At the end of each sampling day, we transferred all the samples at the laboratory for quantification. The samples were analyzed in the laboratory of the Louvain centre for Toxicology and Applied Pharmacology (Université catholique de Louvain, Belgium) without knowledge of their exact provenance in a random sequence (blind analysis). The laboratory quantified blood cadmium and blood lead by Graphite Furnace Atomic Absorption Spectrometry (GFAAS); cadmium, chromium, cobalt, and nickel, in urine by means of inductively coupled argon plasma mass spectrometry (ICP-MS) on an Agilent 7500ce instrument; and urinary retinol binding protein (RBP) and albumin by latex immunoassay. Using the validated methods (GF-AAS and ICP-MS), the laboratory has obtained successful results in external quality assessment schemes organized by the Institute for Occupational, Environmental and Social Medicine of the University of Erlangen, Germany (G-EQUAS program), and by the Institut National de Santé Publique, Québec (PCI and QMEQAS programs). Except for albumin, urinary parameters were expressed in μg/g creatinine. We excluded from statistical analyses the urinary samples with creatinine concentrations < 0.3 g/l or > 3 g/l (10 children and 14 adults), because they represent abnormal dilution.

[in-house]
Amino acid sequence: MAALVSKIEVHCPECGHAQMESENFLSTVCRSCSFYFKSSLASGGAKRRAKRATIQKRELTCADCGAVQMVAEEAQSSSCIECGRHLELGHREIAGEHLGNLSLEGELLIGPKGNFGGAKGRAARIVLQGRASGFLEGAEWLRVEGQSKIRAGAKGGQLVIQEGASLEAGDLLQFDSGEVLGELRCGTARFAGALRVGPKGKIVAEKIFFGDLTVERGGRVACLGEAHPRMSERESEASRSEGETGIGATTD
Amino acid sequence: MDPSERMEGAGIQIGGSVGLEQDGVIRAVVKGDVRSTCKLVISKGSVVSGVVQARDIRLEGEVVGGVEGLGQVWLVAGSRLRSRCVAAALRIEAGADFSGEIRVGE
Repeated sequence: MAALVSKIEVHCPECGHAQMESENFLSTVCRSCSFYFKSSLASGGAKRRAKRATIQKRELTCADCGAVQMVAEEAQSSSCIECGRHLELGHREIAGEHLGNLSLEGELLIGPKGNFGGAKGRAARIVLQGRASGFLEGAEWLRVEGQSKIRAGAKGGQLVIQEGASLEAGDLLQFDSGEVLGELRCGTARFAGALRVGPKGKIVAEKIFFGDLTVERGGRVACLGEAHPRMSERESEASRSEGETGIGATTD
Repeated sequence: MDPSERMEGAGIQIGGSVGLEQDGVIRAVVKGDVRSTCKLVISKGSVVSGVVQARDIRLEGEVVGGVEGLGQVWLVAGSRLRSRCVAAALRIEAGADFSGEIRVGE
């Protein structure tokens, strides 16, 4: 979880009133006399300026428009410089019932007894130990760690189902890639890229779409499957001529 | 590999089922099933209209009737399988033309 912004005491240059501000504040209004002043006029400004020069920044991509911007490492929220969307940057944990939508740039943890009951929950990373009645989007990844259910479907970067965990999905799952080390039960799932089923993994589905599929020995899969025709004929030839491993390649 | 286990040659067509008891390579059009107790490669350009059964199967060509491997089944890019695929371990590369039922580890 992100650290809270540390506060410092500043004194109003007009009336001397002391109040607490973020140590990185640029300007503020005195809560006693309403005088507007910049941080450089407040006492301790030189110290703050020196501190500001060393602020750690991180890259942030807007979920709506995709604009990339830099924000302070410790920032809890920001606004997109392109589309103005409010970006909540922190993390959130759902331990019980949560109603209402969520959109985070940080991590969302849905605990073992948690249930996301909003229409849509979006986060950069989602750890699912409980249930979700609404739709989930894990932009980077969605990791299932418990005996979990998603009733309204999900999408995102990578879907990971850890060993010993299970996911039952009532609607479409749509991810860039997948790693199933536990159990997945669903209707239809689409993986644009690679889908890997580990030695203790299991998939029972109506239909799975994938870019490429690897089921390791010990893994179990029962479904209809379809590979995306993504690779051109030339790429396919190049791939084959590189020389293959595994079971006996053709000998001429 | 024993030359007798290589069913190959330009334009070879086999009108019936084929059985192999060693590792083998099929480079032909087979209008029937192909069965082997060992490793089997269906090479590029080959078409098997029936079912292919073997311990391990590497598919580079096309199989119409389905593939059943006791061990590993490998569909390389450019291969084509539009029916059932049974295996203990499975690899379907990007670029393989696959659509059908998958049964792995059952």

Questionnaire

We asked to participants to fill in a questionnaire, adapted differently for adults or children. The questionnaire consisted in five parts with information on: i) general and socio-demographical aspects, ii) housing and surroundings, iii) lifestyle and behavior, iv) health status, and v) food consumption habits. We used food frequency questions to estimate consumption of different categories of food, with a special emphasis on consumption of locally grown vegetables. The questionnaire for children aged four years or more included in addition a specific section with a brief behavioral screening called ‘Strengths and Difficulties Questionnaire’ (SDQ), which included 25 items (difficulties), divided into five categories: emotional symptoms, conduct problems, hyperactivity/inattention, peer relationship problems, and prosocial behavior [14]. A total score of difficulties ≤15 (over the 25 items) was considered as normal.

Statistical methods

We encoded data with the software EPIDATA 3.0. We did statistical analyses using the software SPSS 16.0, SPSS 18.0, and STATA 10.1. We used a p-value ≤ 0.05 as level of significance. When needed, we performed log normal transformation. Based on the analysis of scatter and box plots, we excluded from analyses the abnormally extreme values (outliers). For urinary parameters, the concentrations under the limit of quantification (LOQ) received a value of 1/2 LOQ.